"With his talent for tax-dodging he would have been behind bars in America long ago"
The former president of the USSR, Mikhail Gorbachev, urged Russia's oligarchs to bring back to Russia the huge amount of money they have siphoned abroad. "Some think $1 trillion has been hidden away by Russian businessmen. If they don't return that, our courts are likely to decide they acquired it illegally. Then they couldn't use that money anywhere. One day it will be used for the benefit of Russia", - said Mr. Gorbachev on May 5 in his interview to Sunday Times.
The British papers considered this statement as primarily aimed at the owner of the Chelsea Football Club, the billionaire oligarch in exile Roman Abramovich. Gorbachev "supports "risky" plans being drawn up by President Vladimir Putin to offer an amnesty to Abramovich and and his fellow oligarchs: if they bring their wealth back home, they can keep it", writes the UK Sunday Times.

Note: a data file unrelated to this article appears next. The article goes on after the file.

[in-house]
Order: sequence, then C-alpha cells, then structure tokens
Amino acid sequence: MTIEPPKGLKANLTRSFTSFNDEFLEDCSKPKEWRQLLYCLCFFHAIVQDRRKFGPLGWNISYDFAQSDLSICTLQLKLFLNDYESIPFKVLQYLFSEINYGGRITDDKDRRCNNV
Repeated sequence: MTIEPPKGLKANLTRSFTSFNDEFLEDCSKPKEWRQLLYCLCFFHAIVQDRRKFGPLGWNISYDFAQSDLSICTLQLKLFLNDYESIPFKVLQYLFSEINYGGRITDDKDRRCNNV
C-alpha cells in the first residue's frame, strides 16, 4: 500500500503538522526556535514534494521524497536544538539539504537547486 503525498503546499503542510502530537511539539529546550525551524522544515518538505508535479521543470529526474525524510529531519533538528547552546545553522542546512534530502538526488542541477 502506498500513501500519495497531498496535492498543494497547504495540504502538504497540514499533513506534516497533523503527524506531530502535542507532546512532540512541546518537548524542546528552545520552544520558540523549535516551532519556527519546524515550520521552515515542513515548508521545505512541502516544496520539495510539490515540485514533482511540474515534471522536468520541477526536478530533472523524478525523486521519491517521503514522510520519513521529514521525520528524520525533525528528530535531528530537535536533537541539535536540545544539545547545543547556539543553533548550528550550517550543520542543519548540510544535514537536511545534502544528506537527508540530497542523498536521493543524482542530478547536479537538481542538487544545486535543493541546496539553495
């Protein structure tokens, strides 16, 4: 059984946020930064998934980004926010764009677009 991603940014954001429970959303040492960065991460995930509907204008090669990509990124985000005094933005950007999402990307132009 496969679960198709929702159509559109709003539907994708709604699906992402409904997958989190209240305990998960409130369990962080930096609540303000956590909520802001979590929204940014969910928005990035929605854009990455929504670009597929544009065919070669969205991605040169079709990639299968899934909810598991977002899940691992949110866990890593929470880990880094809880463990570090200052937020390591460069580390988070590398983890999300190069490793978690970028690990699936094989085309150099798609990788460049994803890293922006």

The former Soviet leader expressed his opinion on the Khodorkovsky trial. "I fail to understand why some in the West make a hero of [Mikhail] Khordorkovsky. He is talented, I agree; he started his business when I was president and I have known him for some time. But with his talent for tax-dodging he would have been behind bars in America long ago."
Given the enormous popularity of Gorbachev in the West - the Times' interviewer calls him no less than "a hero who changed the world more than any living soul", a "giant who ended the Cold War and dismantled the evil empire" - his opinion can easily ruin the costly effort of Khordokovsky's PR machine to represent the Yukos trial as "politically-motivated" and thus "unfair" or even as "suppression of opposition".
Meanwhile the deputy of the public prosecutor, Vladimir Kolesnikov, said in the interview given on Sunday to NTV, that the Yukos case wasn't closed, and that new charges against Yukos's CEOs were yet to be brought. This time the charges won't involve just white collar crimes (tax evasion and fraud) but also racketeering, extortion and murder. "If not 100%, some of the company's top managers are stained with blood", said Kolesnikov. According to him, a co-owner of Yukos, Leonid Nevzlin, absconding now in Israel, will be charged with ordering the contract killings of rival businessmen. Leonid Nevzlin stands behind the media campaign in support of Khodorkovsky and his accomplices.